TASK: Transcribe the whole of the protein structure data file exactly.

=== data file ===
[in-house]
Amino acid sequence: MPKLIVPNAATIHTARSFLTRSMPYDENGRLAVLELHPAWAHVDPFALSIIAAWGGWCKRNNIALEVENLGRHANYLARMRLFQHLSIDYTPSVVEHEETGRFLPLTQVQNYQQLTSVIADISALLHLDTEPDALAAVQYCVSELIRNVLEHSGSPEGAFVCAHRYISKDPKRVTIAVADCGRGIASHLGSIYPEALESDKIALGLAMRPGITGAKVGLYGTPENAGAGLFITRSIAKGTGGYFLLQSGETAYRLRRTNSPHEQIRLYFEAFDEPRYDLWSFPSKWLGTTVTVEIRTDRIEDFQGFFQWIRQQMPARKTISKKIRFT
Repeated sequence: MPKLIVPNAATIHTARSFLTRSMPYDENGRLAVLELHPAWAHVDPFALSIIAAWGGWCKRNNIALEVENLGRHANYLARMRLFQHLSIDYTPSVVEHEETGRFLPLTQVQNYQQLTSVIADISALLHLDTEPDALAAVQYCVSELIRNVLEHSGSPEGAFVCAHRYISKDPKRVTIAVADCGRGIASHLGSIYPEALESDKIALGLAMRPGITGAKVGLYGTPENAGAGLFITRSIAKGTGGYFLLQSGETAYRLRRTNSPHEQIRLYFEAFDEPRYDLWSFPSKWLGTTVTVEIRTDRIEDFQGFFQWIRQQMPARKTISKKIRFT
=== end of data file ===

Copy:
[in-house]
Amino acid sequence: MPKLIVPNAATIHTARSFLTRSMPYDENGRLAVLELHPAWAHVDPFALSIIAAWGGWCKRNNIALEVENLGRHANYLARMRLFQHLSIDYTPSVVEHEETGRFLPLTQVQNYQQLTSVIADISALLHLDTEPDALAAVQYCVSELIRNVLEHSGSPEGAFVCAHRYISKDPKRVTIAVADCGRGIASHLGSIYPEALESDKIALGLAMRPGITGAKVGLYGTPENAGAGLFITRSIAKGTGGYFLLQSGETAYRLRRTNSPHEQIRLYFEAFDEPRYDLWSFPSKWLGTTVTVEIRTDRIEDFQGFFQWIRQQMPARKTISKKIRFT
Repeated sequence: MPKLIVPNAATIHTARSFLTRSMPYDENGRLAVLELHPAWAHVDPFALSIIAAWGGWCKRNNIALEVENLGRHANYLARMRLFQHLSIDYTPSVVEHEETGRFLPLTQVQNYQQLTSVIADISALLHLDTEPDALAAVQYCVSELIRNVLEHSGSPEGAFVCAHRYISKDPKRVTIAVADCGRGIASHLGSIYPEALESDKIALGLAMRPGITGAKVGLYGTPENAGAGLFITRSIAKGTGGYFLLQSGETAYRLRRTNSPHEQIRLYFEAFDEPRYDLWSFPSKWLGTTVTVEIRTDRIEDFQGFFQWIRQQMPARKTISKKIRFT